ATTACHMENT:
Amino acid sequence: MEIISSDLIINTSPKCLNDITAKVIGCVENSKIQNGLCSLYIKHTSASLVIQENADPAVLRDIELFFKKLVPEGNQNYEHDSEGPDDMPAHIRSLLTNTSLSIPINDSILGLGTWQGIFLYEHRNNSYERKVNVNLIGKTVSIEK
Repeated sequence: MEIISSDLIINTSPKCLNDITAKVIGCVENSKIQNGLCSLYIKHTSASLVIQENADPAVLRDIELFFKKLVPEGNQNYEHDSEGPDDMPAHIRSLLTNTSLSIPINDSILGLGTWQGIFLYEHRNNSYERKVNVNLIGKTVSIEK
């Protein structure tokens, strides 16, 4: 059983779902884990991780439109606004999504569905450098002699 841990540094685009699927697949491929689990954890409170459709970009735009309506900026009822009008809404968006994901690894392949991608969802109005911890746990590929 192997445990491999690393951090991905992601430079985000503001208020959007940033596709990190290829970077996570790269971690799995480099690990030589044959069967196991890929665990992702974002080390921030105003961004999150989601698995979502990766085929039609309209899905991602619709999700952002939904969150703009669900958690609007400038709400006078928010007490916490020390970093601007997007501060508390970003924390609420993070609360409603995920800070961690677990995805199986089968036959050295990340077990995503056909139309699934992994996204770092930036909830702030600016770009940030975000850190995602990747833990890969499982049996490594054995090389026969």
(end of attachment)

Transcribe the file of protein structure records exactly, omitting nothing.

Amino acid sequence: MEIISSDLIINTSPKCLNDITAKVIGCVENSKIQNGLCSLYIKHTSASLVIQENADPAVLRDIELFFKKLVPEGNQNYEHDSEGPDDMPAHIRSLLTNTSLSIPINDSILGLGTWQGIFLYEHRNNSYERKVNVNLIGKTVSIEK
Repeated sequence: MEIISSDLIINTSPKCLNDITAKVIGCVENSKIQNGLCSLYIKHTSASLVIQENADPAVLRDIELFFKKLVPEGNQNYEHDSEGPDDMPAHIRSLLTNTSLSIPINDSILGLGTWQGIFLYEHRNNSYERKVNVNLIGKTVSIEK
């Protein structure tokens, strides 16, 4: 059983779902884990991780439109606004999504569905450098002699 841990540094685009699927697949491929689990954890409170459709970009735009309506900026009822009008809404968006994901690894392949991608969802109005911890746990590929 192997445990491999690393951090991905992601430079985000503001208020959007940033596709990190290829970077996570790269971690799995480099690990030589044959069967196991890929665990992702974002080390921030105003961004999150989601698995979502990766085929039609309209899905991602619709999700952002939904969150703009669900958690609007400038709400006078928010007490916490020390970093601007997007501060508390970003924390609420993070609360409603995920800070961690677990995805199986089968036959050295990340077990995503056909139309699934992994996204770092930036909830702030600016770009940030975000850190995602990747833990890969499982049996490594054995090389026969």